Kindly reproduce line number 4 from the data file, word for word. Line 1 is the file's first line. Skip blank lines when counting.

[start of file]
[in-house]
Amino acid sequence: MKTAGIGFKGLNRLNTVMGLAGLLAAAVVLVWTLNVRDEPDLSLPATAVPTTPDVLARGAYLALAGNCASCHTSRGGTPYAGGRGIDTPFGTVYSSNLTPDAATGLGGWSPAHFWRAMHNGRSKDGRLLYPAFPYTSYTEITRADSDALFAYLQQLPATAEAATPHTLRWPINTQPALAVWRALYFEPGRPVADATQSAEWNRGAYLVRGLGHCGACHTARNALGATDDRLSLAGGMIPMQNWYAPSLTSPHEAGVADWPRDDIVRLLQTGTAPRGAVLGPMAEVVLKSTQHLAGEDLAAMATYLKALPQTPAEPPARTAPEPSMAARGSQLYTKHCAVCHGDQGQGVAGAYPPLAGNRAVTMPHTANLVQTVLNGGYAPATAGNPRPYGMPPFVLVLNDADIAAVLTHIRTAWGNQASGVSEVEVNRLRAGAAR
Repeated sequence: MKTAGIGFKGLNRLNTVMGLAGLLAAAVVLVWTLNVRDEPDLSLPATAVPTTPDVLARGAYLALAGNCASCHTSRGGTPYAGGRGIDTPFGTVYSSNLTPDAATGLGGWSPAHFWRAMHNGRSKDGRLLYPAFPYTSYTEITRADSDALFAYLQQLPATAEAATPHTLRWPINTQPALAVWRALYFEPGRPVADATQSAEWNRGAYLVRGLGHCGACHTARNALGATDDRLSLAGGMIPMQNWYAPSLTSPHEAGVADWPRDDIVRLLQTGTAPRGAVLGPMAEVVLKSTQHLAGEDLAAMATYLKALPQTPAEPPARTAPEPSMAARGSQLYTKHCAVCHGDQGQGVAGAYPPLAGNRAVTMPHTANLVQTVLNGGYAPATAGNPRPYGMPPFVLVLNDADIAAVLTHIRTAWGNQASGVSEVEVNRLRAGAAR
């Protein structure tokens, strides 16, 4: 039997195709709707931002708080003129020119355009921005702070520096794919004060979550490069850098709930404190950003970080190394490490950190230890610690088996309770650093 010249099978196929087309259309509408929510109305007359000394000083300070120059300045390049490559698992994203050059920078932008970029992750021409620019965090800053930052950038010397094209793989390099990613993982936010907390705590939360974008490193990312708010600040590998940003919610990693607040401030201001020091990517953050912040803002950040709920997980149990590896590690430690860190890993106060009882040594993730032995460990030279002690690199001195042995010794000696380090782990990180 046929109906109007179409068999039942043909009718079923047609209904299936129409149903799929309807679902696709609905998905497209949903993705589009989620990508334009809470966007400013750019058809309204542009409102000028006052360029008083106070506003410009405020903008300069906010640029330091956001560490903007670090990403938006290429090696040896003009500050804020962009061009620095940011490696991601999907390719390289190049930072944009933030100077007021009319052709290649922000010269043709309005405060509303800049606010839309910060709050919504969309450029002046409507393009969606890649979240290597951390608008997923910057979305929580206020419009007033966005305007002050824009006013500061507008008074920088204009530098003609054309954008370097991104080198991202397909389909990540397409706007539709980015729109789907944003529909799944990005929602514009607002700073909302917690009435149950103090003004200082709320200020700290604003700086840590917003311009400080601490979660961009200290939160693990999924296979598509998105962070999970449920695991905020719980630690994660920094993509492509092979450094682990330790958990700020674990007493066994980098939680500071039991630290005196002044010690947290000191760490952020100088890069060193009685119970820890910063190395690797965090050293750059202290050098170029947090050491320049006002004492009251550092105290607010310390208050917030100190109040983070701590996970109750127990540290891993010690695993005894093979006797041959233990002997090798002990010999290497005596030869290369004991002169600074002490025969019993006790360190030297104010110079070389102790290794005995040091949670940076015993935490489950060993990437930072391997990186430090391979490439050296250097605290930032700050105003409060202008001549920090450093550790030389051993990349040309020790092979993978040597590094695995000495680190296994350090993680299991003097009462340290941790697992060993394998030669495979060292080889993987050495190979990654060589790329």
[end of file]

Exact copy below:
């Protein structure tokens, strides 16, 4: 039997195709709707931002708080003129020119355009921005702070520096794919004060979550490069850098709930404190950003970080190394490490950190230890610690088996309770650093 010249099978196929087309259309509408929510109305007359000394000083300070120059300045390049490559698992994203050059920078932008970029992750021409620019965090800053930052950038010397094209793989390099990613993982936010907390705590939360974008490193990312708010600040590998940003919610990693607040401030201001020091990517953050912040803002950040709920997980149990590896590690430690860190890993106060009882040594993730032995460990030279002690690199001195042995010794000696380090782990990180 046929109906109007179409068999039942043909009718079923047609209904299936129409149903799929309807679902696709609905998905497209949903993705589009989620990508334009809470966007400013750019058809309204542009409102000028006052360029008083106070506003410009405020903008300069906010640029330091956001560490903007670090990403938006290429090696040896003009500050804020962009061009620095940011490696991601999907390719390289190049930072944009933030100077007021009319052709290649922000010269043709309005405060509303800049606010839309910060709050919504969309450029002046409507393009969606890649979240290597951390608008997923910057979305929580206020419009007033966005305007002050824009006013500061507008008074920088204009530098003609054309954008370097991104080198991202397909389909990540397409706007539709980015729109789907944003529909799944990005929602514009607002700073909302917690009435149950103090003004200082709320200020700290604003700086840590917003311009400080601490979660961009200290939160693990999924296979598509998105962070999970449920695991905020719980630690994660920094993509492509092979450094682990330790958990700020674990007493066994980098939680500071039991630290005196002044010690947290000191760490952020100088890069060193009685119970820890910063190395690797965090050293750059202290050098170029947090050491320049006002004492009251550092105290607010310390208050917030100190109040983070701590996970109750127990540290891993010690695993005894093979006797041959233990002997090798002990010999290497005596030869290369004991002169600074002490025969019993006790360190030297104010110079070389102790290794005995040091949670940076015993935490489950060993990437930072391997990186430090391979490439050296250097605290930032700050105003409060202008001549920090450093550790030389051993990349040309020790092979993978040597590094695995000495680190296994350090993680299991003097009462340290941790697992060993394998030669495979060292080889993987050495190979990654060589790329």